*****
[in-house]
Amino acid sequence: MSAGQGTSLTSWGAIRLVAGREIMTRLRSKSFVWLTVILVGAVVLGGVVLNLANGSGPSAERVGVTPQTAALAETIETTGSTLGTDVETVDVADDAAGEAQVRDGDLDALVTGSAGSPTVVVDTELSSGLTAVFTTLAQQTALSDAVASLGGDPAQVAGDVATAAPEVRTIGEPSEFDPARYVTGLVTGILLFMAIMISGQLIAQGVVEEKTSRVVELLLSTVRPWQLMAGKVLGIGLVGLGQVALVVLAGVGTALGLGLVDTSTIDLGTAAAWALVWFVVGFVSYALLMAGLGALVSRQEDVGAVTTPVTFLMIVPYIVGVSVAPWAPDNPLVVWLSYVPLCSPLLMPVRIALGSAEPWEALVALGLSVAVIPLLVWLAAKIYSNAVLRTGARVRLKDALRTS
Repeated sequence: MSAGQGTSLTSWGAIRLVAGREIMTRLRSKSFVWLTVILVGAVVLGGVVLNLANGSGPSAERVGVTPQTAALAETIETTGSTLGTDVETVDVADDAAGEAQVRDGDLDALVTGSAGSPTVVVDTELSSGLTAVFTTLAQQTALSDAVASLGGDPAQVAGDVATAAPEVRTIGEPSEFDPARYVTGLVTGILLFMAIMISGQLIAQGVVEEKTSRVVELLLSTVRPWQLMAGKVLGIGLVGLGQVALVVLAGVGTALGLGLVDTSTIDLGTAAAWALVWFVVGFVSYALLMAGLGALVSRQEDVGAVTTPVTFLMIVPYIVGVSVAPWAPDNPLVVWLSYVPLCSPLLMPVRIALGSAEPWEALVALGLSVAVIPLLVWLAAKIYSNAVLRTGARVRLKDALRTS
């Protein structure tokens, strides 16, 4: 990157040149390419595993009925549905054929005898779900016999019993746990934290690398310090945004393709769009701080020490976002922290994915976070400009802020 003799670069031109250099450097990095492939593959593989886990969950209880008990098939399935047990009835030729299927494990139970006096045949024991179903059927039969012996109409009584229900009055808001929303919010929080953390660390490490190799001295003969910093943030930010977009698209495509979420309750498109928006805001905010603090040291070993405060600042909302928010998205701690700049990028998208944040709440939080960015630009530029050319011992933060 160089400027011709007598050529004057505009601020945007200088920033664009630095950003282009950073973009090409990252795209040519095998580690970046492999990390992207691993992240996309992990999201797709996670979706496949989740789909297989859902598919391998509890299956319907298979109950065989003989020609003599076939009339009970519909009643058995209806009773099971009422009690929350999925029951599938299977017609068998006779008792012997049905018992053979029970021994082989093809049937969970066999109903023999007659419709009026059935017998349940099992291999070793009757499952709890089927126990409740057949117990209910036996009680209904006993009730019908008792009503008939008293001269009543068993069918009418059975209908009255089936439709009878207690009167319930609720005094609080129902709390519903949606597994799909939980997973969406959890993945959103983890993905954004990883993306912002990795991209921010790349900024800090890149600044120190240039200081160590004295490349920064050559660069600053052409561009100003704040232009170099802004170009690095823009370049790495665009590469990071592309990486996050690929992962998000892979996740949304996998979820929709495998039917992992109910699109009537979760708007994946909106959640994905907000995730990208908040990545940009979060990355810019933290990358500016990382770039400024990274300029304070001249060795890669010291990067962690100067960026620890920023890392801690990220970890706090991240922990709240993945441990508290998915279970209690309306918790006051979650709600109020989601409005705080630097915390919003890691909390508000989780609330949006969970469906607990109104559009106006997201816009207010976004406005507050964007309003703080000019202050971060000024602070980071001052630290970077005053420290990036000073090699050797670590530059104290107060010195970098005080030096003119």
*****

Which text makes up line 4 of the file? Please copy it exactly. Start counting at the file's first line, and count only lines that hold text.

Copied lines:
């Protein structure tokens, strides 16, 4: 990157040149390419595993009925549905054929005898779900016999019993746990934290690398310090945004393709769009701080020490976002922290994915976070400009802020 003799670069031109250099450097990095492939593959593989886990969950209880008990098939399935047990009835030729299927494990139970006096045949024991179903059927039969012996109409009584229900009055808001929303919010929080953390660390490490190799001295003969910093943030930010977009698209495509979420309750498109928006805001905010603090040291070993405060600042909302928010998205701690700049990028998208944040709440939080960015630009530029050319011992933060 160089400027011709007598050529004057505009601020945007200088920033664009630095950003282009950073973009090409990252795209040519095998580690970046492999990390992207691993992240996309992990999201797709996670979706496949989740789909297989859902598919391998509890299956319907298979109950065989003989020609003599076939009339009970519909009643058995209806009773099971009422009690929350999925029951599938299977017609068998006779008792012997049905018992053979029970021994082989093809049937969970066999109903023999007659419709009026059935017998349940099992291999070793009757499952709890089927126990409740057949117990209910036996009680209904006993009730019908008792009503008939008293001269009543068993069918009418059975209908009255089936439709009878207690009167319930609720005094609080129902709390519903949606597994799909939980997973969406959890993945959103983890993905954004990883993306912002990795991209921010790349900024800090890149600044120190240039200081160590004295490349920064050559660069600053052409561009100003704040232009170099802004170009690095823009370049790495665009590469990071592309990486996050690929992962998000892979996740949304996998979820929709495998039917992992109910699109009537979760708007994946909106959640994905907000995730990208908040990545940009979060990355810019933290990358500016990382770039400024990274300029304070001249060795890669010291990067962690100067960026620890920023890392801690990220970890706090991240922990709240993945441990508290998915279970209690309306918790006051979650709600109020989601409005705080630097915390919003890691909390508000989780609330949006969970469906607990109104559009106006997201816009207010976004406005507050964007309003703080000019202050971060000024602070980071001052630290970077005053420290990036000073090699050797670590530059104290107060010195970098005080030096003119």